If you think it is difficult to find a decent cup of coffee when you’re far from home, spare a thought for astronauts who satiate their caffeine addictions for months at a time by drinking instant powdered coffee.

In fact, Italian coffee company Lavazza say a lack of freshly brewed espresso is a major complaint from their countrymen working on the International Space Station (ISS).

But a team of Italians has come to the rescue, with plans from Lavazza, the Italian Space Agency (ISA) and Argotec, an Italian engineering company that specialises in space food, to send the first capsule coffee machine into space in November 2014.

The coffee machine, called the ISSpresso, weighs 20 kilograms and, “is a veritable technological and engineering jewel, able to deliver a perfect espresso in weightless environment,” Lavazza said.

Currently a prototype of the space coffee machine is being tested at Argotec’s laboratories, undergoing all the necessary functional and safety checks. If all goes to plan, the ISSpresso will be launched into orbit with the crew of the Futura Mission, the second long-term mission of the ISA aboard the Space Station.

Come November, Air force captain Samantha Cristoforetti will be the first Italian woman in space and possibly the first astronaut in history to drink an authentic Italian espresso in orbit, albeit from a plastic pouch.

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The ISSpresso will be installed to create the ‘corner café’ onboard the space station, a hub for socialising in space, Lavazza said.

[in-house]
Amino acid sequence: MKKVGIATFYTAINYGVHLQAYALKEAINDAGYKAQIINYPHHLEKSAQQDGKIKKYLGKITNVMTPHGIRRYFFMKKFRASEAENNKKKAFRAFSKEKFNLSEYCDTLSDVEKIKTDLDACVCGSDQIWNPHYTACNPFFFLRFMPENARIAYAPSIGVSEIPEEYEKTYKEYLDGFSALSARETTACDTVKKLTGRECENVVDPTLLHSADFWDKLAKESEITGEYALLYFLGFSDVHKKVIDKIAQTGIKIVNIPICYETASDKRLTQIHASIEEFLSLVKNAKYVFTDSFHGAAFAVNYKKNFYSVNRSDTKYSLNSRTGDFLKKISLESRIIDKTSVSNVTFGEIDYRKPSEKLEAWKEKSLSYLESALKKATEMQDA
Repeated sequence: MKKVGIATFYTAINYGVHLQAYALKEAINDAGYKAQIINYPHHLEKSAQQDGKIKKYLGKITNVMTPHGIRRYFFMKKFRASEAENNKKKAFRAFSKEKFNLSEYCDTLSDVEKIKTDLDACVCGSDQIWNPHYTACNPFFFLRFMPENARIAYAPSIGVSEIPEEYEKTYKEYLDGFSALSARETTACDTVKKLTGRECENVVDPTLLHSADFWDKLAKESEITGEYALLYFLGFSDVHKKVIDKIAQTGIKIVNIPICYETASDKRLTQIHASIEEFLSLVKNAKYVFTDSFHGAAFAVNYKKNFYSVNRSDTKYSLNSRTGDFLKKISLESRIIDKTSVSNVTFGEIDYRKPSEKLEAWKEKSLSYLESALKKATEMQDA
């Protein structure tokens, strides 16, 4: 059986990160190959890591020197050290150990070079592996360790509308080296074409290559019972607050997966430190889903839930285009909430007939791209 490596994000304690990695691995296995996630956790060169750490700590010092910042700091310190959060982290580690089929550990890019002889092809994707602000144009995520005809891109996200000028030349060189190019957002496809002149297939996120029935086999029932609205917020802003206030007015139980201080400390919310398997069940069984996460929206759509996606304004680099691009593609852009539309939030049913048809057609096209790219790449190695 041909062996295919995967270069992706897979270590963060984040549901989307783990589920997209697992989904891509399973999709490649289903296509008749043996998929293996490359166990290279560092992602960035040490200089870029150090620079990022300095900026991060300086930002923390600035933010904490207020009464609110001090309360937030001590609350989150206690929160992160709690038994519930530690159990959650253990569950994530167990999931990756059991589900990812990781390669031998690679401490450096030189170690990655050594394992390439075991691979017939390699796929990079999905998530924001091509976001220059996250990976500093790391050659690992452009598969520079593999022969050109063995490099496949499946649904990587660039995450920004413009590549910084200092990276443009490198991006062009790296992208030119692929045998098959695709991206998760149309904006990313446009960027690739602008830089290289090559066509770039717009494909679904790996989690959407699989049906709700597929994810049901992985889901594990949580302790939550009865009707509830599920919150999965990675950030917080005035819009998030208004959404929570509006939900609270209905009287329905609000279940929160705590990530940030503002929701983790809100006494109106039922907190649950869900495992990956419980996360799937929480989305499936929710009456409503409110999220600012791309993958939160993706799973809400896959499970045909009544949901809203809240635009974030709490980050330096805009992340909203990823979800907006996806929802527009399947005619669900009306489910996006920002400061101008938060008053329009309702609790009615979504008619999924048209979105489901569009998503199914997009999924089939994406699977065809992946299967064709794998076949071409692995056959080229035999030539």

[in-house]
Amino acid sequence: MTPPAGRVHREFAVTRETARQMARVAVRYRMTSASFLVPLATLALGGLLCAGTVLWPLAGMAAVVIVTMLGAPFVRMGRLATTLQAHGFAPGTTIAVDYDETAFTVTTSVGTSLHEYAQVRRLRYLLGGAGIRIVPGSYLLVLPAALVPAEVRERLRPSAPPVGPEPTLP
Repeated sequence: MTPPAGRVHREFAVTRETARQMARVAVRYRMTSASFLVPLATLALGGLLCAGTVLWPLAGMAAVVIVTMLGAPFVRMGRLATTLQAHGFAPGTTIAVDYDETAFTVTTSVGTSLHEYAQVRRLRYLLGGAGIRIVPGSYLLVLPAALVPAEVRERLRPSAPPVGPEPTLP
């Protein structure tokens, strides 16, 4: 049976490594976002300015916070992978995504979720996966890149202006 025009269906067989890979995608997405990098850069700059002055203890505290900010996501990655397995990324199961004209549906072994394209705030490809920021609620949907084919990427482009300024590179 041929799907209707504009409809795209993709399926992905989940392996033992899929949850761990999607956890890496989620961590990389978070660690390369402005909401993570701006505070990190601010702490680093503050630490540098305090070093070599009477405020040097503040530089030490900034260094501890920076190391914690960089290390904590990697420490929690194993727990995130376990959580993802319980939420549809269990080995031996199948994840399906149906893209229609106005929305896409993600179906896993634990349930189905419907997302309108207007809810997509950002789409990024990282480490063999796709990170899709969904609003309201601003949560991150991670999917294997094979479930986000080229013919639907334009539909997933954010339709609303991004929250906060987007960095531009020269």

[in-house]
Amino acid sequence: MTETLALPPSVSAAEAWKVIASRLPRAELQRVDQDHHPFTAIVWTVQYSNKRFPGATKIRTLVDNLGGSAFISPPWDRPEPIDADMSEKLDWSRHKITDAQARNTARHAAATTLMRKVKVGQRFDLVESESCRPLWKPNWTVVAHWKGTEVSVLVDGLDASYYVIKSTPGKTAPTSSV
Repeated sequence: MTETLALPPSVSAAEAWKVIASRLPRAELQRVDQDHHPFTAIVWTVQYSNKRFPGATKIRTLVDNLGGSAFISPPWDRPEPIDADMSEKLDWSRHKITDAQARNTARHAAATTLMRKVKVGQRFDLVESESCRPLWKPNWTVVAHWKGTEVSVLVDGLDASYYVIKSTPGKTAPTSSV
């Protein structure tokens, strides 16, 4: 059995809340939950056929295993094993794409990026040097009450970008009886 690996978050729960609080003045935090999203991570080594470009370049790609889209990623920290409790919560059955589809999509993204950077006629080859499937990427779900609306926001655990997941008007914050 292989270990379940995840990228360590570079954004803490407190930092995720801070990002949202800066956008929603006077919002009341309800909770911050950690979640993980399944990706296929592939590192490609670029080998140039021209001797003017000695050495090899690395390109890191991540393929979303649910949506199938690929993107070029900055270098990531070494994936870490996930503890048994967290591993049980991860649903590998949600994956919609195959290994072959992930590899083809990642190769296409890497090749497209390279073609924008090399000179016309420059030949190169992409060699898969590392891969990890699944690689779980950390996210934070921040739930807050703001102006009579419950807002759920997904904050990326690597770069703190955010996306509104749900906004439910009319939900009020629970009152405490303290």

The capsule system will also be able to prepare not only a regular espresso, but also a caffè lungo or hot beverages, such as tea, infusions and broth, so that food can also be rehydrated.

David Avino, managing director of Argotec, said aerospace engineers have designed a new-concept coffeemaker, which is safe for the astronauts and able to function in microgravity conditions.

“In addition to the engineering aspect, Argotec is also taking care of the European astronauts’ training and nutrition. Food provides an important psychological support and being able to enjoy a good Italian espresso may be just the right way to finish off the menu designed especially for each astronaut, helping him or her to feel closer to home,” he said.

Roberto Battiston, president of the ISA added: “The ISA will bring ISSpresso aboard the ISS, thanks to bilateral cooperation agreements with the NASA, as it shares with the project partners the objective of improving the quality of life of ISS astronauts, as well as the astronauts who will take part in future long interplanetary exploration missions.

“At the same time, we are also proud to contribute to the promotion of the image and spreading of the Made-in-Italy brand at international or better ‘space’, level,” he said.